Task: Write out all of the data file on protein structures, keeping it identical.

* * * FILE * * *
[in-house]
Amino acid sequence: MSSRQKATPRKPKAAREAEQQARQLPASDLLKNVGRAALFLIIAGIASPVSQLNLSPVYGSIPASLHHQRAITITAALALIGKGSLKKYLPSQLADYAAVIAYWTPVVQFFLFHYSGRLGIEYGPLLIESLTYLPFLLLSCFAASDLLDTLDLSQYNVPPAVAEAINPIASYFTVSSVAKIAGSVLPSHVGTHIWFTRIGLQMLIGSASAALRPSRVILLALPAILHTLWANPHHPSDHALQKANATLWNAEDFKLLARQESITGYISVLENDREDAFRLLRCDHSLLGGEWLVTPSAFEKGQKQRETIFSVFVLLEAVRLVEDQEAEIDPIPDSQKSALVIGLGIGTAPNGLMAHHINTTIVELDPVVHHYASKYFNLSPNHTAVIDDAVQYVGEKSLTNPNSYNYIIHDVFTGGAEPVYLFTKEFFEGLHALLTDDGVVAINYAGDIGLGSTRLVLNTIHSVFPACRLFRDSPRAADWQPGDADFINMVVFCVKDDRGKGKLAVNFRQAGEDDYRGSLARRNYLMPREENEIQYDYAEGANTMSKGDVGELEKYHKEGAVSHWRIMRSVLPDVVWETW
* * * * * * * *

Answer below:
[in-house]
Amino acid sequence: MSSRQKATPRKPKAAREAEQQARQLPASDLLKNVGRAALFLIIAGIASPVSQLNLSPVYGSIPASLHHQRAITITAALALIGKGSLKKYLPSQLADYAAVIAYWTPVVQFFLFHYSGRLGIEYGPLLIESLTYLPFLLLSCFAASDLLDTLDLSQYNVPPAVAEAINPIASYFTVSSVAKIAGSVLPSHVGTHIWFTRIGLQMLIGSASAALRPSRVILLALPAILHTLWANPHHPSDHALQKANATLWNAEDFKLLARQESITGYISVLENDREDAFRLLRCDHSLLGGEWLVTPSAFEKGQKQRETIFSVFVLLEAVRLVEDQEAEIDPIPDSQKSALVIGLGIGTAPNGLMAHHINTTIVELDPVVHHYASKYFNLSPNHTAVIDDAVQYVGEKSLTNPNSYNYIIHDVFTGGAEPVYLFTKEFFEGLHALLTDDGVVAINYAGDIGLGSTRLVLNTIHSVFPACRLFRDSPRAADWQPGDADFINMVVFCVKDDRGKGKLAVNFRQAGEDDYRGSLARRNYLMPREENEIQYDYAEGANTMSKGDVGELEKYHKEGAVSHWRIMRSVLPDVVWETW